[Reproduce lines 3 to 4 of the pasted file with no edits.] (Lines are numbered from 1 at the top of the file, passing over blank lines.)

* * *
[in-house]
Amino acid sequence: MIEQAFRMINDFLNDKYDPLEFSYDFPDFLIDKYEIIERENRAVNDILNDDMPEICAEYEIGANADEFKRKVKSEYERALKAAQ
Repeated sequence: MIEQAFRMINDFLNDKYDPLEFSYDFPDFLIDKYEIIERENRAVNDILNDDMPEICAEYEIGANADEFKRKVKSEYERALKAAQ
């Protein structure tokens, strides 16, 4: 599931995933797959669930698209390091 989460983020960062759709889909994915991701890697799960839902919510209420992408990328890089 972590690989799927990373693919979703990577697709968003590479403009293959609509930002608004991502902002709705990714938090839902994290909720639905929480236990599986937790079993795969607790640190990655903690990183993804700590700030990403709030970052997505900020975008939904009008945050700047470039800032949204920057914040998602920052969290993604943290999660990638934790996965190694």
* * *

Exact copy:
Repeated sequence: MIEQAFRMINDFLNDKYDPLEFSYDFPDFLIDKYEIIERENRAVNDILNDDMPEICAEYEIGANADEFKRKVKSEYERALKAAQ
């Protein structure tokens, strides 16, 4: 599931995933797959669930698209390091 989460983020960062759709889909994915991701890697799960839902919510209420992408990328890089 972590690989799927990373693919979703990577697709968003590479403009293959609509930002608004991502902002709705990714938090839902994290909720639905929480236990599986937790079993795969607790640190990655903690990183993804700590700030990403709030970052997505900020975008939904009008945050700047470039800032949204920057914040998602920052969290993604943290999660990638934790996965190694």